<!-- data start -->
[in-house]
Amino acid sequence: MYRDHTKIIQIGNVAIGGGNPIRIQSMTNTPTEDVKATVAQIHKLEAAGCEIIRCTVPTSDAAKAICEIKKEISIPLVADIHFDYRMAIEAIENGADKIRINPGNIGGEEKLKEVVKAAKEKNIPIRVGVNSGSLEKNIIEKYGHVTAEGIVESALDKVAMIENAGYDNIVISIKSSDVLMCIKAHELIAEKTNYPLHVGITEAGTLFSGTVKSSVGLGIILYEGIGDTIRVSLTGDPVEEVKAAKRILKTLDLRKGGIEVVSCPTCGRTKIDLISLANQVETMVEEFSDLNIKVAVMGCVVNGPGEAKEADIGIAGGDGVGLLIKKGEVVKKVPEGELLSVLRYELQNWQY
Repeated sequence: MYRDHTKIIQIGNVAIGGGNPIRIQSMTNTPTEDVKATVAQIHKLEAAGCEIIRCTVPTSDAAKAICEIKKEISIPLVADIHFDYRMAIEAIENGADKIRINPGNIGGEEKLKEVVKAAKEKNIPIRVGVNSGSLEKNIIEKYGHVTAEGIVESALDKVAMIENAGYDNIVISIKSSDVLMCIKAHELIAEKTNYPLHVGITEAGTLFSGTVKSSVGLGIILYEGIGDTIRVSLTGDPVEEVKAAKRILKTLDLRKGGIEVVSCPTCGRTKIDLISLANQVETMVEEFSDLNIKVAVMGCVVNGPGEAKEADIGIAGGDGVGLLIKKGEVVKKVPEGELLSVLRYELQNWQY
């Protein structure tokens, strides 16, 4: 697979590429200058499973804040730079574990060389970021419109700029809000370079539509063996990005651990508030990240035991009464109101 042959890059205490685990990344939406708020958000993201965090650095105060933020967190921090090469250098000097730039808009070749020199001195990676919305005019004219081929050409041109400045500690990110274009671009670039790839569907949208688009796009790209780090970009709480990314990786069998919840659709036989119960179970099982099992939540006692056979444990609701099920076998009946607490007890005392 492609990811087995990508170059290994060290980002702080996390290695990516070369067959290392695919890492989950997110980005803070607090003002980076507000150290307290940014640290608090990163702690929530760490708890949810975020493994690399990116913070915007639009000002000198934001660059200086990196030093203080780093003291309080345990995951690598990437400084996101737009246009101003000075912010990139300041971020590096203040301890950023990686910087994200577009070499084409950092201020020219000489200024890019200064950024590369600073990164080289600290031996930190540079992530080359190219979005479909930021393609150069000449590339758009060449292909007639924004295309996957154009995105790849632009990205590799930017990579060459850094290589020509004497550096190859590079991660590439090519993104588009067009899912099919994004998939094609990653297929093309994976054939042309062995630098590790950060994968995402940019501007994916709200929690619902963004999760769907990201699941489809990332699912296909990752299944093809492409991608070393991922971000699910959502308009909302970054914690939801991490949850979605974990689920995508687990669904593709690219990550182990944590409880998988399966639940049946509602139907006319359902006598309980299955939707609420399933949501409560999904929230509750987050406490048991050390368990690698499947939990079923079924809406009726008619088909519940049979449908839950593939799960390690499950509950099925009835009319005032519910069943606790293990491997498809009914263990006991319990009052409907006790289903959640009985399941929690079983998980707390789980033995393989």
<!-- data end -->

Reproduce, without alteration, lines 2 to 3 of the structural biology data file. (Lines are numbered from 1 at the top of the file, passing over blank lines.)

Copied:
Amino acid sequence: MYRDHTKIIQIGNVAIGGGNPIRIQSMTNTPTEDVKATVAQIHKLEAAGCEIIRCTVPTSDAAKAICEIKKEISIPLVADIHFDYRMAIEAIENGADKIRINPGNIGGEEKLKEVVKAAKEKNIPIRVGVNSGSLEKNIIEKYGHVTAEGIVESALDKVAMIENAGYDNIVISIKSSDVLMCIKAHELIAEKTNYPLHVGITEAGTLFSGTVKSSVGLGIILYEGIGDTIRVSLTGDPVEEVKAAKRILKTLDLRKGGIEVVSCPTCGRTKIDLISLANQVETMVEEFSDLNIKVAVMGCVVNGPGEAKEADIGIAGGDGVGLLIKKGEVVKKVPEGELLSVLRYELQNWQY
Repeated sequence: MYRDHTKIIQIGNVAIGGGNPIRIQSMTNTPTEDVKATVAQIHKLEAAGCEIIRCTVPTSDAAKAICEIKKEISIPLVADIHFDYRMAIEAIENGADKIRINPGNIGGEEKLKEVVKAAKEKNIPIRVGVNSGSLEKNIIEKYGHVTAEGIVESALDKVAMIENAGYDNIVISIKSSDVLMCIKAHELIAEKTNYPLHVGITEAGTLFSGTVKSSVGLGIILYEGIGDTIRVSLTGDPVEEVKAAKRILKTLDLRKGGIEVVSCPTCGRTKIDLISLANQVETMVEEFSDLNIKVAVMGCVVNGPGEAKEADIGIAGGDGVGLLIKKGEVVKKVPEGELLSVLRYELQNWQY